Monday, February 13, 2017

Budget and Economic Outlook: 2017 to 2027

The CBO recently released their latest 10 year budget outlook. I'm looking for their worst-case scenario and when they think it might occur. Here it is:

 Beyond the 10-year period, if current laws remained in place, the pressures that contributed to rising deficits during the baseline period would accelerate and push debt up even more sharply. Three decades from now, for instance, debt held by the public is projected to be nearly twice as high, relative to GDP, as it is this year—and a higher percentage than any previously recorded. Such high and rising debt would have serious negative consequences for the budget and the nation:
  • Federal spending on interest payments would increase substantially as a result of increases in interest rates, such as those projected to occur over the next few years.
  • Because federal borrowing reduces total saving in the economy over time, the nation’s capital stock would ultimately be smaller, and productivity and total wages would be lower.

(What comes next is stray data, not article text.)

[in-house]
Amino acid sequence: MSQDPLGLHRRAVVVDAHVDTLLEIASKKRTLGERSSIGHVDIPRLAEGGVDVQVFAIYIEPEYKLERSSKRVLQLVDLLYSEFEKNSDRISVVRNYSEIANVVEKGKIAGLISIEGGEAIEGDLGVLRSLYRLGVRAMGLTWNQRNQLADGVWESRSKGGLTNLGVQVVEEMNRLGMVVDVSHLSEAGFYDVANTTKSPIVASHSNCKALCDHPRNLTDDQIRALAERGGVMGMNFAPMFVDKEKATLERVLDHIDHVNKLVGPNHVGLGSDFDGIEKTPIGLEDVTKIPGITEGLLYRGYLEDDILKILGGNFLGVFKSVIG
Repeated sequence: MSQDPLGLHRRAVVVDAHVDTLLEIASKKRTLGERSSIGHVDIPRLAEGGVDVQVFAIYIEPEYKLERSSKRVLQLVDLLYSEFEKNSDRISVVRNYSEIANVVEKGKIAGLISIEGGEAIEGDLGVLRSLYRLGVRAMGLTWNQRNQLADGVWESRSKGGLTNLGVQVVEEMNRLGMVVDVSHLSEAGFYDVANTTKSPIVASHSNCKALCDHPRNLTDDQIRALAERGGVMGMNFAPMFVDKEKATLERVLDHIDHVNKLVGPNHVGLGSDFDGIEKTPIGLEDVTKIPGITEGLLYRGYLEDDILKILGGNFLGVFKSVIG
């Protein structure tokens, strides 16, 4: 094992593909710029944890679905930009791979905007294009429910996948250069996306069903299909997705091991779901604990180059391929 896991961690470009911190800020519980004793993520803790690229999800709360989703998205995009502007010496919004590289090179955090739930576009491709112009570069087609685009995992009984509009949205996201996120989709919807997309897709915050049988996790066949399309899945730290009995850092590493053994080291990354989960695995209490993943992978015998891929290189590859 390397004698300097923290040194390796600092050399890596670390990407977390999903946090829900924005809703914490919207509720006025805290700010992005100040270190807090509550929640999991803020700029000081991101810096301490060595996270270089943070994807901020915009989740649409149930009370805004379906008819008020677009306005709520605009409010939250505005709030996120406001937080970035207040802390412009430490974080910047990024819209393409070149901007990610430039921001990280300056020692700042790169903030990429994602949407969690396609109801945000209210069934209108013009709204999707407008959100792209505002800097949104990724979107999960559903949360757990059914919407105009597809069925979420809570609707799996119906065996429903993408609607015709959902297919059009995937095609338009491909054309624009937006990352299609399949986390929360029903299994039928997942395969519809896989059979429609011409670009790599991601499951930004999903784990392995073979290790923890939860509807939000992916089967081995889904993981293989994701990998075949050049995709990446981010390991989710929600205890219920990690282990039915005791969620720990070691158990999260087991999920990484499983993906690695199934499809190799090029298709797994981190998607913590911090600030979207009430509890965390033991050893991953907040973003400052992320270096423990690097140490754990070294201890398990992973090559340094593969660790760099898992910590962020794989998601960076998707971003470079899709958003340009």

• Lawmakers would have less flexibility to use tax and spending policies to respond to unexpected challenges.
  • The likelihood of a fiscal crisis in the United States would increase. There would be a greater risk that investors would become unwilling to finance the government’s borrowing unless they were compensated with very high interest rates; if that happened, interest rates on federal debt would rise suddenly and sharply.
This is my interpretation of what is being said here.  In 3 decades from now, that is, in 2047, a fiscal crisis is likely to occur unless major changes are made.

When do they expect the trillion dollar deficits to re-occur?  In 2023, when the budget deficit is conveniently predicted to be exactly $1.000 trillion.

No comments:

Post a Comment